Business vs Hobby

Do you have a Business or a Hobby?

For some it is hard to determine, so let's define the terms before we get started;




1. a person's regular occupation, profession, or trade.

2. the practice of making one's living by engaging in commerce.




1. an activity done regularly in one's leisure time for pleasure.

Hobby vs. Business. For tax purposes, in layman's terms;

A hobby is defined as an activity that you engage in “not to make a profit.” Even if you earn occasional income from doing such an activity, the primary purpose must be something other than making a profit.

A business is defined as an activity that you engage in with "intent to make profit." Even if you do not earn income from doing such an activity, the intent to make profit is there.

As per the IRS website;

The Internal Revenue Service reminds taxpayers to follow appropriate guidelines when determining whether an activity is a business or a hobby.

Generally, an activity qualifies as a business if it is carried on with the reasonable expectation of earning a profit & a hobby is an activity not engaged for profit.

In order to make this determination, taxpayers should consider the following factors:

  • Does the time and effort put into the activity indicate an intention to make a profit?

  • Does the taxpayer depend on income from the activity?

  • If there are losses, are they due to circumstances beyond the taxpayer’s control or did they occur in the start-up phase of the business?

  • Has the taxpayer changed methods of operation to improve profitability?

  • Does the taxpayer or his/her advisors have the knowledge needed to carry on the activity as a successful business?

  • Has the taxpayer made a profit in similar activities in the past?

  • Does the activity make a profit in some years?

Can the taxpayer expect to make a profit in the future from the appreciation of assets used in the activity

The IRS will presume that an activity is carried on for profit if it makes a profit during at least three of the last five tax years, including the current year. You can visit the IRS website @ and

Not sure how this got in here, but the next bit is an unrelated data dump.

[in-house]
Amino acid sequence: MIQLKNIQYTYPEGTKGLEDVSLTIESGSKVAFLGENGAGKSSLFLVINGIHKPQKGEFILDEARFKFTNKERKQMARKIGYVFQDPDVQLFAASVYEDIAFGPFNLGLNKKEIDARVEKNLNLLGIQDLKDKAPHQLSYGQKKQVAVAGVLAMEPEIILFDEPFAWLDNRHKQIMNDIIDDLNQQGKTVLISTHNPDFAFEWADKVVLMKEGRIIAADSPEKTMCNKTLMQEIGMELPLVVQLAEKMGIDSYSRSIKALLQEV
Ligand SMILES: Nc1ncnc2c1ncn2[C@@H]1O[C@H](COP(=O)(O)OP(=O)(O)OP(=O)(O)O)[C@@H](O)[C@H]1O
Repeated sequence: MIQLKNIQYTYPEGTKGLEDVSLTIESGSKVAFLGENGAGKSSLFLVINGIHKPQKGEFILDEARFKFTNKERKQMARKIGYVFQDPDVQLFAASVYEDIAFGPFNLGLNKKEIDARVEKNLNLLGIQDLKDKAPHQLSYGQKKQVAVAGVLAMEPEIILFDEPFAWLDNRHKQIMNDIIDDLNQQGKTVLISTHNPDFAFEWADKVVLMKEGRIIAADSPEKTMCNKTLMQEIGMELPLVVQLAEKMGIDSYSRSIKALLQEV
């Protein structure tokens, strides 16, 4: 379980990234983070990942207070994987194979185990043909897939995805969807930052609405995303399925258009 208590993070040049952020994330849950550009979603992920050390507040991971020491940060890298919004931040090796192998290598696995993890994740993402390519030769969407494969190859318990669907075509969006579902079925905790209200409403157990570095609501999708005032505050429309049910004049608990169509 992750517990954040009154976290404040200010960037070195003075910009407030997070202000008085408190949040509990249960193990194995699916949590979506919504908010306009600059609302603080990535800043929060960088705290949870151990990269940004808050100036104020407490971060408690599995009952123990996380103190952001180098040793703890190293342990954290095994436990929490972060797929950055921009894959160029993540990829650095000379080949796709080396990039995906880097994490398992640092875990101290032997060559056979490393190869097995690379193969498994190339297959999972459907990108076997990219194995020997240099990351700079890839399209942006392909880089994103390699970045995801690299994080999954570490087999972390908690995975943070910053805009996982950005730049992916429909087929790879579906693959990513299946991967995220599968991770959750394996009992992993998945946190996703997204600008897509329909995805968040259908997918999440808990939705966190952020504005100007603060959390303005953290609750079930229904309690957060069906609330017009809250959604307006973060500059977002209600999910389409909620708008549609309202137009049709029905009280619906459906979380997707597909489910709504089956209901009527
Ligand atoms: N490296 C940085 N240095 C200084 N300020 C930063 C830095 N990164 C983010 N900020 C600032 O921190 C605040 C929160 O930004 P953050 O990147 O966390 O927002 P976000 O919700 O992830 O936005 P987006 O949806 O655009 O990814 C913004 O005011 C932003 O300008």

I have linked a few helpful ones below;

There are Tax Laws for both Business & Hobby!

Each situation is different, and you need to research laws & rules for your state, as well as federal laws for your specific situation.

You may also want to consult a licensed accountant in your area.

The www offers a wealth of information as does the SBA on their website;

and the SBDC on their website;

With technology advancements and an abundant access to free world wide social/public advertising there are several people utilizing it, however there is a flip side. The IRS also has additional access to your business/hobby, hence some if not all of your sales.

Also be mindful of those who may not like competition, may have a grudge or simply have nothing better to do with their time. They may contact the IRS to provide detailed information about you/your business/hobby, including but not limited to your PUBLIC social media.

One thing you don't want to do is withhold income from the IRS if/when you are required to report.

I by no means am an expert but I've heard Al Capone's story. He had done several illegal things in his life, but what got him locked behind bars was tax evasion.

Again I am not an expert, nor am I affiliated with the IRS, SBA or SBDC. I've simply done general research to hopefully clear up some confusion.

Once you determine your status; Business or Hobby, there are other things you will need to think about & keep track of.

I'll have a few more blogs in regards to those coming soon!

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